There’s no doubt that we live in troubled times. For centuries, most of my ancestors have put their faith into organized religion, hoping that the clear path laid out for them would spare them the hardships of life, or at least promise them a better afterlife. Lucky for me, my parents broke ties with the faith of their parents and grandparents and allowed us to choose (once we were teenagers) whether Christianity felt right for us. And for each of us, it was an immediate NO. I had rejected it as a child, years before I was allowed to stop going to church. At age 6, it was clear to me that I was being taught to follow leaders rather than to think for myself. Rather than being empowered to trust my intuition and be guided by the experience and wisdom of my ancestors, I was being told to read a book and follow it to the letter. A book that had been used to colonize, to murder, to oppress for generations, and continued to be used to do so in my lifetime.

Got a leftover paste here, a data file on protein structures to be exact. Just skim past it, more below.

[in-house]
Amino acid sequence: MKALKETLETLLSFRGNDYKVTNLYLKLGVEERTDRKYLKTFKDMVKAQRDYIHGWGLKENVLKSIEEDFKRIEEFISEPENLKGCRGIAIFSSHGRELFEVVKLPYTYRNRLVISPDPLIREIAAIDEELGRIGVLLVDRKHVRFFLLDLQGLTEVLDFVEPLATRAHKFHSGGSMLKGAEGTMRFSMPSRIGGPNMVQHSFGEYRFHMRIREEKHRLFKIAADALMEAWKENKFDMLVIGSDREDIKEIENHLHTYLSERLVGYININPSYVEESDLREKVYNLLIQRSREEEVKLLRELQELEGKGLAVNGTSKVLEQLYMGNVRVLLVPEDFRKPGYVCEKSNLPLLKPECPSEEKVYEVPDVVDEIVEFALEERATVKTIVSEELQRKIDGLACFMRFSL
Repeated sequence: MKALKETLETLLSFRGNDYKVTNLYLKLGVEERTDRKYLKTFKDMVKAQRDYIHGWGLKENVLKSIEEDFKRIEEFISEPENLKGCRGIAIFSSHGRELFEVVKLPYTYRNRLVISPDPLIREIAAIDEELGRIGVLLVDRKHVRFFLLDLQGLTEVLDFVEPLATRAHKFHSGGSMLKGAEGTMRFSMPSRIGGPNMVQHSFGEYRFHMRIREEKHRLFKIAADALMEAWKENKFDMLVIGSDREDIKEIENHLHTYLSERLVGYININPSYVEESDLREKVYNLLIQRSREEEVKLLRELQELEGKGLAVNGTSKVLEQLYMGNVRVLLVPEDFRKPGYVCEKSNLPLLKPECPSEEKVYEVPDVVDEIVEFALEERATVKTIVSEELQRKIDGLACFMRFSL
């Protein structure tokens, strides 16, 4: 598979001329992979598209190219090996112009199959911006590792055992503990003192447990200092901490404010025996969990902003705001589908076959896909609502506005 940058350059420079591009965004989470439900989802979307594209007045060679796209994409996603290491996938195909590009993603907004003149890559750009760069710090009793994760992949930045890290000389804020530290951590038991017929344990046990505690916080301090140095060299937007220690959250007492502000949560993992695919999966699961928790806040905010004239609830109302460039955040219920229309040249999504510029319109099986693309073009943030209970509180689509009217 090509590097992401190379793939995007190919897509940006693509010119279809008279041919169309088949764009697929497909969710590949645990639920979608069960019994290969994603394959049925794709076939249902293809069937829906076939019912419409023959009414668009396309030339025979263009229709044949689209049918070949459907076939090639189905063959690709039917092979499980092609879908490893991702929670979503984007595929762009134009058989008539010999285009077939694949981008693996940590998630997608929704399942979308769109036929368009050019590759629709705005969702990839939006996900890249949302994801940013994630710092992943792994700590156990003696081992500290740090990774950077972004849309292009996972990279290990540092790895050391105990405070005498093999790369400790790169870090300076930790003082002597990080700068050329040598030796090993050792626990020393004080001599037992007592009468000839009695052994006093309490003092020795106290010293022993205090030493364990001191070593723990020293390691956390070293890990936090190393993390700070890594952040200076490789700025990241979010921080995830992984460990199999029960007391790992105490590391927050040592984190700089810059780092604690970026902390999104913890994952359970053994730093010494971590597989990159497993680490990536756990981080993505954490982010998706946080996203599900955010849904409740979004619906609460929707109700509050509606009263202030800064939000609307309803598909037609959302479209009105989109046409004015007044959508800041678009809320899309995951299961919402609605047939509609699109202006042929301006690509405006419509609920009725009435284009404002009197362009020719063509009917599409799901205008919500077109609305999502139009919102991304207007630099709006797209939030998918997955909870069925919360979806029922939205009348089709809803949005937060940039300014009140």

So as a teenager I began to learn about paganism, about the spiritual practices that had been colonized by organized, centralized religion because they empowered and enriched the individual and the community rather than the Vatican and the monarchy. I became fascinated with practices that tapped into the magic of the earth and the spirit world. Practices that hid from the oppressors by secreting themselves away, or hiding in plain sight by incorporating enough Christian imagery that the monks and missionaries believed they had rejected their heathen ways and left them alone. In the 21st century, we have a long way to go when it comes to recognizing how organized religion destroys the best of humanity and amplifies the worst, but luckily we are at a place where paganism and heathenry is able to flourish online. I don’t practice any pagan spirituality, but I appreciate the ways in which it connects the practitioners to their ancestors and promotes respect for the earth. If I were to start a practice, I might turn to some of the many people creating sacred objects for use in altars and ceremonies, like the ones I’ve featured below. These shops feature products for use in a variety of spiritual practices, like Wicca, Heathenry, Santería, Orisha, Brujería and other forms of spiritualism and witchcraft from cultures around the world. If paganism was the official practice of the United States, the EPA would be have far better funding.